Trying time: Super Rugby scorers assist Tonga volcano appeal

February 9, 2022 GMT
In this photo provided by the Australian Defence Force, debris from damaged building and trees are strewn around on Atata Island in Tonga, on Jan. 28, 2022, following the eruption of an underwater volcano and subsequent tsunami. The international aid Tonga accepted after the disaster has caused the country's first COVID-19 outbreak, and there are worries the isolation that kept Tonga and other Pacific nations virus-free until now will hurt their ability to manage the public health threat.(POIS Christopher Szumlanski/Australian Defence Force via AP)
In this photo provided by the Australian Defence Force, debris from damaged building and trees are strewn around on Atata Island in Tonga, on Jan. 28, 2022, following the eruption of an underwater volcano and subsequent tsunami. The international aid Tonga accepted after the disaster has caused the country's first COVID-19 outbreak, and there are worries the isolation that kept Tonga and other Pacific nations virus-free until now will hurt their ability to manage the public health threat.(POIS Christopher Szumlanski/Australian Defence Force via AP)
In this photo provided by the Australian Defence Force, debris from damaged building and trees are strewn around on Atata Island in Tonga, on Jan. 28, 2022, following the eruption of an underwater volcano and subsequent tsunami. The international aid Tonga accepted after the disaster has caused the country's first COVID-19 outbreak, and there are worries the isolation that kept Tonga and other Pacific nations virus-free until now will hurt their ability to manage the public health threat.(POIS Christopher Szumlanski/Australian Defence Force via AP)
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In this photo provided by the Australian Defence Force, debris from damaged building and trees are strewn around on Atata Island in Tonga, on Jan. 28, 2022, following the eruption of an underwater volcano and subsequent tsunami. The international aid Tonga accepted after the disaster has caused the country's first COVID-19 outbreak, and there are worries the isolation that kept Tonga and other Pacific nations virus-free until now will hurt their ability to manage the public health threat.(POIS Christopher Szumlanski/Australian Defence Force via AP)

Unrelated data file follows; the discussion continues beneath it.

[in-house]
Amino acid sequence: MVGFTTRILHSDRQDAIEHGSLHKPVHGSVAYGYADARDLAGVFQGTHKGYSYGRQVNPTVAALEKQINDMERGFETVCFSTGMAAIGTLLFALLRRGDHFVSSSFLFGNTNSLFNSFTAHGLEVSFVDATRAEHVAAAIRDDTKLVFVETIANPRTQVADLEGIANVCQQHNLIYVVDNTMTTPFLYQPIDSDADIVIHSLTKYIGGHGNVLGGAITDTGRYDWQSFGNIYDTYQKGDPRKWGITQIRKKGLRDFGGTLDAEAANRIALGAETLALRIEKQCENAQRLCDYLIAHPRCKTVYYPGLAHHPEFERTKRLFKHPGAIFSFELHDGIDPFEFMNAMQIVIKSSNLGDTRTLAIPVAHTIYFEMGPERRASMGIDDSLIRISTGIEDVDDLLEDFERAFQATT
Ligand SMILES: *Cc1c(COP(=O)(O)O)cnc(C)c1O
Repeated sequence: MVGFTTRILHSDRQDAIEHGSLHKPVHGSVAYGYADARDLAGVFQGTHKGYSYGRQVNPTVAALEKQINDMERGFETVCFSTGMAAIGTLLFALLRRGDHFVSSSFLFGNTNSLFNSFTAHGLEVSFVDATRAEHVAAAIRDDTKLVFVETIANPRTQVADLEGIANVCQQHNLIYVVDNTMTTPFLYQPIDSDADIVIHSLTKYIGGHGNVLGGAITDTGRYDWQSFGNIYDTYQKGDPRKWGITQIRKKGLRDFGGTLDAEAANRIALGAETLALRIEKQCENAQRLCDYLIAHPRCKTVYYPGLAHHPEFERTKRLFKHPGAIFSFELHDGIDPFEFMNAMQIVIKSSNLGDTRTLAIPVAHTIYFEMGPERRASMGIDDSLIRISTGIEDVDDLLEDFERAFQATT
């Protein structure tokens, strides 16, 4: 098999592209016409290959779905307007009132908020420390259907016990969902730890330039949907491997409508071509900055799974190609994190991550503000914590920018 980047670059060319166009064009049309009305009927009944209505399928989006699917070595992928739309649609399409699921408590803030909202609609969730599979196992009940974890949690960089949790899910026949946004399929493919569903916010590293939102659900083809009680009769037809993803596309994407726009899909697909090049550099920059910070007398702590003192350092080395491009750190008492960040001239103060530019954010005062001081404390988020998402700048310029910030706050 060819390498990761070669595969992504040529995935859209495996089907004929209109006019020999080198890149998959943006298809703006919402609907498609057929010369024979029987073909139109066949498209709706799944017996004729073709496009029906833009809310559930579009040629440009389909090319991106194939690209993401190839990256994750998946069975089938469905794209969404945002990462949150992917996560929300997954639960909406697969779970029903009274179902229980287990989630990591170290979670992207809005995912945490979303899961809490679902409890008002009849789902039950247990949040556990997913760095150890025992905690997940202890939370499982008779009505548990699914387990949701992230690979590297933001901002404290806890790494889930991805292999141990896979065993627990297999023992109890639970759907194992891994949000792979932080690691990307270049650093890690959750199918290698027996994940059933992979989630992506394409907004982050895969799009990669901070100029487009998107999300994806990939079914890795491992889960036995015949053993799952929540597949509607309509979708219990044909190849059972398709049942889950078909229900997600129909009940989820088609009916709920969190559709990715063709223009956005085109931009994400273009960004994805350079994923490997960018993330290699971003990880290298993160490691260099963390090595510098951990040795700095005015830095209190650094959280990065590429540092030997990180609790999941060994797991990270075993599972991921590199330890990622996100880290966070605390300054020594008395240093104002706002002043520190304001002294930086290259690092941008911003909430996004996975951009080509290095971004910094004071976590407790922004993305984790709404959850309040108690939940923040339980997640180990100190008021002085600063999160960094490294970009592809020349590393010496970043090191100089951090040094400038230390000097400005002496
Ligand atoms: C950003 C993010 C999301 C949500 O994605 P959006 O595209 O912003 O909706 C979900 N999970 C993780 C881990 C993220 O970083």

1 of 4
In this photo provided by the Australian Defence Force, debris from damaged building and trees are strewn around on Atata Island in Tonga, on Jan. 28, 2022, following the eruption of an underwater volcano and subsequent tsunami. The international aid Tonga accepted after the disaster has caused the country's first COVID-19 outbreak, and there are worries the isolation that kept Tonga and other Pacific nations virus-free until now will hurt their ability to manage the public health threat.(POIS Christopher Szumlanski/Australian Defence Force via AP)

WELLINGTON, New Zealand (AP) — Every try scored in the first 10 rounds of Super Rugby Pacific this season will aid Tonga’s recovery from last month’s volcanic eruption and tsunami.

Rugby Australia and Rugby New Zealand on Wednesday announced the “Tries for Tonga” campaign which will see money donated to the Red Cross Pacific Tsunami Appeal every time a try is scored.

The Jan. 15 eruption of the Hunga Tonga Hunga Ha’apai volcano sent a tsunami crashing onto Tonga’s coastline which caused widespread damage. The Pacific Island nation is also recovering from the cloaking fall of ash which followed the eruption.

The rush to bring aid to Tonga also introduced COVID-19 into the island community for the first time since the pandemic began, forcing the nation into lockdown. Tonga remains in need of food, water, hygiene and medical supplies.

Around 84% of Tonga’s 86,000 residents are thought to be affected by the eruption and tsunami and are in need of assistance, according to the Red Cross.

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Rugby Australia said it was pleased to work with New Zealand Rugby and TV broadcasters to assist Tonga’s recovery, committing 500 Australian dollars ($360) per try in the first 10 rounds.

Moana Pasifika, a team comprising players from Tonga and other Pacific Island nations, will compete in the Super Rugby tournament this season for the first time.

Moana Pasifika, which is based in New Zealand this season, has already has played a fundraising match against the Chiefs, the Hamilton, New Zealand-based Super Rugby club.

“The Hunga Tonga eruption and tsunami has had a devastating impact on the people of Tonga and the surrounding region,” Rugby Australia chief executive Andy Marinos said in a statement. “As a rugby community, we felt it was important to bind together and contribute to the relief efforts, as the Tongan community play an important role in our rugby ecosystem.”

New Zealand Rugby chief executive Mark Robinson said there had been a strong desire in rugby in New Zealand and Australia to make a sustained contribution to the Tonga relief effort.

“The Tongan people have contributed and continue to contribute so much to our game so it is only right that rugby is there to support one of our closest Pacific neighbors in their time of need,” Robinson said.

Super Rugby Pacific season kicks off Feb. 18.

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